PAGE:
Self-discipline can manifest in a number of ways. It can be perseverance, self-control, repeatedly trying until you succeed, the drive not to give up no matter the failures, and the strength to resist temptations or distractions.
Just like anything, self-control can also express itself as too much of a good thing – consider the risk of getting obsessive about weight loss to such a degree that it overrides everything else in your life to the point of an eating disorder. Self-discipline is not inherently “good”, but rather an attribute that can have positive outcomes when it is practiced in balance.
Another example of self-discipline going too far is in the world of video games. Maybe you heard about last year’s Fortnite World Cup where a teen won $3 million for beating out competitors of all ages. That might sound like a win, but at what cost? Video game addiction facts are unnerving, with some experts estimating that up to 16 percent of video game players display addictive tendencies.
On one hand, the teen winner (and new millionaire) displayed incredible self-discipline in mastering the game – or was it just the result of addiction? Where is the line between self-discipline and addiction (or other disorders) drawn?
Self-Discipline for Good
Everyone needs and benefits from the right amount of self-discipline. Without it, you simply cannot live a full and successful life. Consider someone who really struggles to wake up in the morning, but they have class or work at 8 a.m. Their only options are to manifest enough self-discipline to get up and attend to their responsibilities in time or not.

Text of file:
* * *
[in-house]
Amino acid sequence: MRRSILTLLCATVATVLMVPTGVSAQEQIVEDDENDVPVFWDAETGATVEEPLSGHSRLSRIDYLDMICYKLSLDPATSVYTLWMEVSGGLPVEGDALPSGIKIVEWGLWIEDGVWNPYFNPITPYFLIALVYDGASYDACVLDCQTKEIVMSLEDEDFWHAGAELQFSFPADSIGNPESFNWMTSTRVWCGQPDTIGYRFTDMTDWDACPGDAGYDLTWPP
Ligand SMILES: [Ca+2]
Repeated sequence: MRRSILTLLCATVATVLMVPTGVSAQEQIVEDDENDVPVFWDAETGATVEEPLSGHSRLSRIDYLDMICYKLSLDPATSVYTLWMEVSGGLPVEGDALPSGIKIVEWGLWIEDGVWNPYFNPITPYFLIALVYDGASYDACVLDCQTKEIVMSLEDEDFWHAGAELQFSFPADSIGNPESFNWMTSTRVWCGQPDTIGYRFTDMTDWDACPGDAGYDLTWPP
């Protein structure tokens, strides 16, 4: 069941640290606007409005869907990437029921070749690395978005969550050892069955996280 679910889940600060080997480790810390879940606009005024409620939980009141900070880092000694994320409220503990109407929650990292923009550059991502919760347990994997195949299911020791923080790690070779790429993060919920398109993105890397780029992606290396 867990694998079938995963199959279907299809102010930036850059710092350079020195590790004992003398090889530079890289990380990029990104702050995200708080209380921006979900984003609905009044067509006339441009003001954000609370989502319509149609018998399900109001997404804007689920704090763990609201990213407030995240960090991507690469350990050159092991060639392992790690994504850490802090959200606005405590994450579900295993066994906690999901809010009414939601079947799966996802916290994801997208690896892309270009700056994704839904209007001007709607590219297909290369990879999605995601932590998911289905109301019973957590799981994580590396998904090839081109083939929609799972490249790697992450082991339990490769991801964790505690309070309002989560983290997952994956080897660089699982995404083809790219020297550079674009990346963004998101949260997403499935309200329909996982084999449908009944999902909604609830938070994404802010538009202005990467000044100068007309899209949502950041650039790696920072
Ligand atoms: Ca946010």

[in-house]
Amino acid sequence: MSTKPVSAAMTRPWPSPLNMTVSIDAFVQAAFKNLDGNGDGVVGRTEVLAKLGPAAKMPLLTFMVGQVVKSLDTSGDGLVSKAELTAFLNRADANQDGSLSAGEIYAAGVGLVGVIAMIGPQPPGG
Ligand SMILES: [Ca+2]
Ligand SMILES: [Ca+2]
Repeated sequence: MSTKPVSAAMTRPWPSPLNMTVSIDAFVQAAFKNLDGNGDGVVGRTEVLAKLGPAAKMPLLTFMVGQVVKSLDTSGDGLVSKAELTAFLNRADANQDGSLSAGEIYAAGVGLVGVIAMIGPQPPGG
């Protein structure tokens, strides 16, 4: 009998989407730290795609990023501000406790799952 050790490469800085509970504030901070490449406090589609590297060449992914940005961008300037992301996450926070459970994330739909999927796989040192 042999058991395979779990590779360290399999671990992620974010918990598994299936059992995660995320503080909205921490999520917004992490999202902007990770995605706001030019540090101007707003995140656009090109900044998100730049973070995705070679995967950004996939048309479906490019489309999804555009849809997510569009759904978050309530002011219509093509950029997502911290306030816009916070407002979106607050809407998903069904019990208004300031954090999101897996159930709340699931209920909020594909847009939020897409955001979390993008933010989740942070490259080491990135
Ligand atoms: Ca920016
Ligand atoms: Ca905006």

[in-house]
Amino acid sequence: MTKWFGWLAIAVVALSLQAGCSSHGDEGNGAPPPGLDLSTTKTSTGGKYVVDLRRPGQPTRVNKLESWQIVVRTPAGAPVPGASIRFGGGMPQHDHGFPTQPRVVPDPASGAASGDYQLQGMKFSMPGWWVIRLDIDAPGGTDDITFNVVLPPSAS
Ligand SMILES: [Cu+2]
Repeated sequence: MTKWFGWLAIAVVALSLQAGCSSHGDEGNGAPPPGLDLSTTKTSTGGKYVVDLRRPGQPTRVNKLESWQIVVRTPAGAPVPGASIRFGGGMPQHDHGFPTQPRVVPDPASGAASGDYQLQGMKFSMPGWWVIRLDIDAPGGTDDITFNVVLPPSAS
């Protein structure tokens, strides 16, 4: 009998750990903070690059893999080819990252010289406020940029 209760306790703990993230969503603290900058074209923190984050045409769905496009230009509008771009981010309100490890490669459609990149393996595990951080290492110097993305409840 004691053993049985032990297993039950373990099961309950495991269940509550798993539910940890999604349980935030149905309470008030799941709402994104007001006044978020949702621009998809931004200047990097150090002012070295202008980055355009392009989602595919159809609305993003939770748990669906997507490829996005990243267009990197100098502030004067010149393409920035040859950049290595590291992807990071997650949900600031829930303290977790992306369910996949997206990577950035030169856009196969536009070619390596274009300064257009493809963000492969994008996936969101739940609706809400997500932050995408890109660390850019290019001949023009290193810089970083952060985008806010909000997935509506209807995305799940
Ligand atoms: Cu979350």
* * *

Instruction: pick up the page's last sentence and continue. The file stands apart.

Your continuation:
The latter might result in getting suspended or fired, and that is a downward spiral nobody wants to experience. Ultimately, most of us do manage to inspire enough self-discipline in ourselves for at least the bare minimum in life (like getting to work!). But what if we could do more?
More self-discipline might allow a person to wake up early enough to achieve some healthy tasks or rituals before rushing out the door. Maybe they find time for a healthy, relaxed breakfast with loved ones. Perhaps they squeeze in 10 minutes of meditation each morning. Maybe they can actually enjoy their shower instead of having to rush out of it. These little joyful additions to their life are all the results of just a little more self-discipline in an area where they were lacking.
But what if they suddenly decided to get up at 4 a.m. instead of 6 a.m. every single day in order to overachieve with their goal? The results might not be what they want.
Too much self-discipline isn’t set in stone, and it’s not the same for every person. For example, there are plenty of people who do get up at 4 a.m., hours ahead of other responsibilities, because they love it, they’re morning people, and it’s what makes them happy. However, if this new wakeup time is dreaded and resented every day, no amount of self-discipline will turn it into a holistic positive.
Self-discipline should not come at the cost of your long-term wellness or joy. It’s a means of instilling more balance into your life, not wrangling control at any cost. We could all use more self-discipline in some aspects of our lives, but the trick is figuring out where and to what degree.